Mateos Atari 7800 Rewritable Multigame Cartridge: http://www.vectrex.hackermesh.org/index.php/en/mvbd-mvmc-3/faq
There’s also a Harmony cart currently in development: http://atariage.com/forums/topic/230751-sd-cartridge-for-7800/page-1
I believe this one only flashes one game at a time: http://www.msxcartridgeshop.com/
Dip-switch cart: https://www.leboncoin.fr/vi/1435938774.htm/
R4i Gold RTS – Cheaper, but plays all games without any problem: http://www.nds-card.com/ProShow.asp?ProID=149
DSTWO – More powerful, so it can emulate GBA and SNES on a ds with pretty good compatibility: http://www.nds-card.com/ProShow.asp?ProID=135
The required files (WOOD R4) can be downloaded here: http://r4ids.cn/r4i-download-e.htm
DS flash cards will either not work on 3DS system, or they will only play DS games. At the moment, the only way to actually play 3DS ROMS on a flash card is with a Gateway 3DS, or a Sky 3DS. Both of these flash cards are constantly being updated, so make sure to do some research before buying.
There’s also a way to completely flash your 3DS and all versions are supported. I haven’t tried it myself yet, but I’m looking forward to seeing what it can do: https://3ds.guide/
As stated above, I’m a massive fan of ROM carts, but there are a few things you’ll want to review before making any ROM cart purchases:
Most ROM carts from reputable manufacturers are safe to use. Even if some are more electrically “correct” than others, it’s my opinion that any potential wear-and-tear is worth the tradeoff. That being said, there are some carts you should absolutely stay away from – Most notably the Neo Geo 161-in-1 and the NES 100-in-one carts. Those absolutely have the potential to damage your consoles and in my opinion are not worth the risk! René from db Electronics posted a few great articles explaining this. Sadly, trolls keep misinterpreting his article, but you’re smart enough not to listen to trolls, right? Of course you are 🙂 Here’s links to his articles, as well as a silly video we made; While the video is silly, all the facts we stated are true. Maybe come have a laugh with us?
Optical Drive Emulators (ODE’s):
Optical Drive Emulators are devices that mimic the functionalty of an optical drive, but loads iso’s from flash media. They can be thought of as a “ROM cart for CD-based consoles”:
All 3DO’s except the Goldstar will play CDr’s without a mod chip. There is an ODE available for all models though: http://3do-renovation.ru/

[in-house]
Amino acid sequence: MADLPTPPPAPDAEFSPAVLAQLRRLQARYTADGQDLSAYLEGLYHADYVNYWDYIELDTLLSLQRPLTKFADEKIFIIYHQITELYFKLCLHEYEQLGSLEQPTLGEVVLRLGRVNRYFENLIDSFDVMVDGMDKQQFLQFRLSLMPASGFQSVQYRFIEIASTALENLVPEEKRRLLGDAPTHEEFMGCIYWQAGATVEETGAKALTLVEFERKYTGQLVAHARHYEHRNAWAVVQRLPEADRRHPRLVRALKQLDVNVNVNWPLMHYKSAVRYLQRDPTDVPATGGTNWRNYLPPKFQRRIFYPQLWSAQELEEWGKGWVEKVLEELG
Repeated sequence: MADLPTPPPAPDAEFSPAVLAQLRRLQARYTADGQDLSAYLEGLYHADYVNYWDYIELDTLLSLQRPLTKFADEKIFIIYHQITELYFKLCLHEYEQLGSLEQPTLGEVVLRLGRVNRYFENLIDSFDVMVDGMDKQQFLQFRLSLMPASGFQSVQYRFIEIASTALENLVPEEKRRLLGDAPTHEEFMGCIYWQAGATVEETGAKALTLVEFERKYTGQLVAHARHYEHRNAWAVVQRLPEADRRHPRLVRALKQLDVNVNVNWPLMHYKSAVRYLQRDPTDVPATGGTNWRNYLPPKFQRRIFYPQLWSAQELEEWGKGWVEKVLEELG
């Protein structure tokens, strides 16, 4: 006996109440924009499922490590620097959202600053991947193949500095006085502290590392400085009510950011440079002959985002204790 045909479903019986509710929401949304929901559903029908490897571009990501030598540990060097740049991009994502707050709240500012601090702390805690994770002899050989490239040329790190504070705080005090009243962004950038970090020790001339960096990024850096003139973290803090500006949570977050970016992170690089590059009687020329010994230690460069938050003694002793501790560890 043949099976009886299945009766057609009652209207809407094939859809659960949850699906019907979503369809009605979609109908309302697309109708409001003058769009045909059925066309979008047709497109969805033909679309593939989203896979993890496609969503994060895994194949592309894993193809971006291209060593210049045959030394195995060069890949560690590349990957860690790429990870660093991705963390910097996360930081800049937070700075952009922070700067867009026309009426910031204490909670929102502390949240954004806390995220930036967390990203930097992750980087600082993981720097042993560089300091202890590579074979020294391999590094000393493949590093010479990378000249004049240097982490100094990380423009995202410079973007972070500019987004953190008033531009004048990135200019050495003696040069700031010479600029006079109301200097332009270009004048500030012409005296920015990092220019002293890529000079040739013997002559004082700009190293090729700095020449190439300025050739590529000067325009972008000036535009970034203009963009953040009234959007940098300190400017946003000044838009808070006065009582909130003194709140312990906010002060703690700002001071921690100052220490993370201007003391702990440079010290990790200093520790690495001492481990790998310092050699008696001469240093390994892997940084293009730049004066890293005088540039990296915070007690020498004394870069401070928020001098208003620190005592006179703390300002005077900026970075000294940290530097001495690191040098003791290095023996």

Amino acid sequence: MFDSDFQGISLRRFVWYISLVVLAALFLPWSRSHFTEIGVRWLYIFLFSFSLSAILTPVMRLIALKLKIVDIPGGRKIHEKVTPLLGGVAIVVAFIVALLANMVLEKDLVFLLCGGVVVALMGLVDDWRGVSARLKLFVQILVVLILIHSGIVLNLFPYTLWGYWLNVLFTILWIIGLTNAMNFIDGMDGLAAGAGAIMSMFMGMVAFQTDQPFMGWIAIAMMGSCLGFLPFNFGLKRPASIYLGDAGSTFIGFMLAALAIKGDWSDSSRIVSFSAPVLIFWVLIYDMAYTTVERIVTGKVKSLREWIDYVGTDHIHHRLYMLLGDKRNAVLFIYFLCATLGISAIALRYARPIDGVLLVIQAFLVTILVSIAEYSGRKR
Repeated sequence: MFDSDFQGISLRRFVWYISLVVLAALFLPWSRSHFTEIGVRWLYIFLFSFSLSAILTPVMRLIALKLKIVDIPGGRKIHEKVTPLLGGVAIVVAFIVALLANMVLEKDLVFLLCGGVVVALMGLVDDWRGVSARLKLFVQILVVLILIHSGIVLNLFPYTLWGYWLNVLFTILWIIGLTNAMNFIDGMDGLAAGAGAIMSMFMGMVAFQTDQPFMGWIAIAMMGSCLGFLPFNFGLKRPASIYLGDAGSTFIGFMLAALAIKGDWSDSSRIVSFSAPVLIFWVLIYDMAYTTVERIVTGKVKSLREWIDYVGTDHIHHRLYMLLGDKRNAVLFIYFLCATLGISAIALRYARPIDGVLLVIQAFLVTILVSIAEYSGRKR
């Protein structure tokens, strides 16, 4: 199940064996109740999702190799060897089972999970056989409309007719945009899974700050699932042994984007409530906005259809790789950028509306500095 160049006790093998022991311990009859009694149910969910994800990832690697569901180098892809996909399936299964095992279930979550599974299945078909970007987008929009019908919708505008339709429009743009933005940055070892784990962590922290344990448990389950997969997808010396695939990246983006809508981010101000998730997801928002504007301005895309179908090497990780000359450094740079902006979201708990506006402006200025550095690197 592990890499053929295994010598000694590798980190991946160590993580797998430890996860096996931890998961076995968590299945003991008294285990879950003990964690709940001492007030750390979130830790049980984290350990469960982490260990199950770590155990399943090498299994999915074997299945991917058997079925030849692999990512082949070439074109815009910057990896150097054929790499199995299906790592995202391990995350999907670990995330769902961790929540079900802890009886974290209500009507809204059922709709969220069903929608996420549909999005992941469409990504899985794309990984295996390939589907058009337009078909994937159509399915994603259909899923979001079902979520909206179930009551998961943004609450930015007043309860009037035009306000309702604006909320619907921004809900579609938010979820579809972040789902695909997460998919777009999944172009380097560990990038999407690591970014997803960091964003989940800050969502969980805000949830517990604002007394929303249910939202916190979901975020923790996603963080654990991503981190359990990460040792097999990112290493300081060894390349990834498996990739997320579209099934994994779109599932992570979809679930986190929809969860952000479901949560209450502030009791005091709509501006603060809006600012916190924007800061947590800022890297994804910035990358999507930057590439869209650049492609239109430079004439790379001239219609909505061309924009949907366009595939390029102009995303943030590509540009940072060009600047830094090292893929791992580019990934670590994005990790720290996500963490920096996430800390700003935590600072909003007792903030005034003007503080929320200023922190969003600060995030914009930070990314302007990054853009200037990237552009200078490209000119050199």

This device allows you to replace the CDROM Drive of your Dreamcast with an SD Card Reader, however most Dreamcast games already play CDr’s without any modification (see below):
Here’s another ODE: http://3do-renovation.ru/How_to_buy.htm
The PS-IO will allow you to boot PS1 games from the serial port of your PS1, but requires a small modification inside the console:
US Seller: https://stoneagegamer.com/flash/playstation/carts/?afmc=retrorgb
Direct Purchase (Sometimes long lead times): http://ps-io.com/store/psio-cartridge/
This device allows you to replace the CDROM Drive of your Saturn with an SD Card Reader. There are different ones available, based on your model Saturn:
There’s also a plug-and-play solution in the works: http://assemblergames.com/l/threads/saturn-cd-block-rom-dumped.52419/
Using 64GB (and higher) SD Cards:
Most ROM carts are designed to be used with the FAT32 file system That means 32GB and smaller cards can just be formatted by your operating systems’ format tool and should work without any issues. Cards that are 64GB and larger will require free software to format your card. More information can be found here: https://www.retrorgb.com/sdformat.html
To be honest, even though it’s not “required”, I use the above method on all my SD cards, just to ensure the card is set up properly and fully wiped.
This page wouldn’t be complete if I didn’t at least mention Mod chips. Almost every disc-based pre-HD system has a mod-chip available to play burned games. You can find the best one for your model system by simply searching Google, but I thought I’d mention the CD-based systems that don’t need mod chips: They just play burned discs with no modification. Please let me know if I missed any:
– TurboGrafx-16/PC Engine CD
– Sega CD
– 3DO (all versions except Goldstar)
– Philips CDi
– Neo Geo CD
– Sega Dreamcast (all versions pre-2001)
– Atari Jaguar CD (untested by me personally)
– Amiga CD32 (untested by me personally)
– Sony Playstation 2 – Can play backed up games from a hard drive and use the GSM Selector without a modchip using Free McBoot (you’ll want to reference this page to see which games need patching). It can also be modded using just a hard drive.
This is a great guide for the best way to burn your discs:
I hope you found all the info you were looking for. If not, check out this page or this forum, as they list many options for systems I’ve never even heard of before. Once again, I’d like to mention that I own original cartridges (and discs) of all of my favorite games, but still use ROM carts (and mod chips) for either convenience, or in try-before-you-buy scenarios. I was reluctant to include this page on my website for a long time, as I was afraid people would buy these carts instead of collecting the original games. It wasn’t until a few of my game collector friends assured me that would never happen: No matter what, game collectors will always want the originals.
Feel free to head back to the main page to see what else this site has to offer!